Ms. Ponzini is running on the Community Party line and collected 89 signatures for her nominating petition.

No Contest in North Haven

There will be no contested elections and no propositions on the ballot when North Haven residents vote at village hall on Ferry Road this Tuesday, June 18 from 12 noon to 9 p.m.

Trustees James Davis, 50, and James Laspesa, 71, are both seeking reelection to two-year terms without opposition.

Mr. Davis was named to fill a vacancy on the board in 2013 and won election for the remaining year of that term in 2014. He was reelected in 2015 and 2017. Previously a member and chairman of the village’s Architectural Review Board for seven years, he is a project manager for N. Zappola & Associates Inc. in East Hampton.

Ms. Laspesa was first elected in 2011 and is running for fifth term. An architect with his own firm, he was chairman of the village planning board from 1987 to 2011.

Justice Rana Seeks Third Two-Year Term

Sag Harbor Village Justice, Lisa R. Rana, will be the only candidate on the ballot in Tuesday‘s village election for the court position. She is running for her third, two-year term.

Also an East Hampton town justice, she had previously served as a backup judge for Sag Harbor, starting in 2010, when the Sag Harbor court was first established.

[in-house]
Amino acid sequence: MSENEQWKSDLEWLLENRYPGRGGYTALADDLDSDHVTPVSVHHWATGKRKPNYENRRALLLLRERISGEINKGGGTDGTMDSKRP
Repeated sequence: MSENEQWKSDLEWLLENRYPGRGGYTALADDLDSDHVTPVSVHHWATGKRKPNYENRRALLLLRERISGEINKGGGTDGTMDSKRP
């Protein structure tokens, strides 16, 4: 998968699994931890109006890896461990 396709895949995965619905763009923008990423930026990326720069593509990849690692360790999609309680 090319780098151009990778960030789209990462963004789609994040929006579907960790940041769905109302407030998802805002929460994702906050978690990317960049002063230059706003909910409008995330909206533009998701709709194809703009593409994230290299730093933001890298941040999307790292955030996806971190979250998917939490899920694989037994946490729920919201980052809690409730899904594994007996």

Justice Rana also is running for reelection to her town position in November on the Republican line and has mounted a primary against Democrat Andrew Strong to also appear on the Democratic Party line. That primary is scheduled for June 25. She has served as an East Hampton town justice since 2004.

Justice Rana, who grew up in Amagansett, worked as a foster care case worker in Westchester County. After graduating from law school, she became a legal guardian in family court for children who often were the victims of abuse.

She later became an administrative judge with the New York City Taxi and Limousine Commission and eventually the commission’s chief of staff, which put her in charge of a staff of more than 400 employees.

After getting married, Judge Rana returned to the East End and opened her own law practice. When East Hampton Town Justice Roger Walker announced his retirement, she ran for and won his seat.

Sag Harbor’s associate village justice, Janine M. Rayano, holds an appointed position.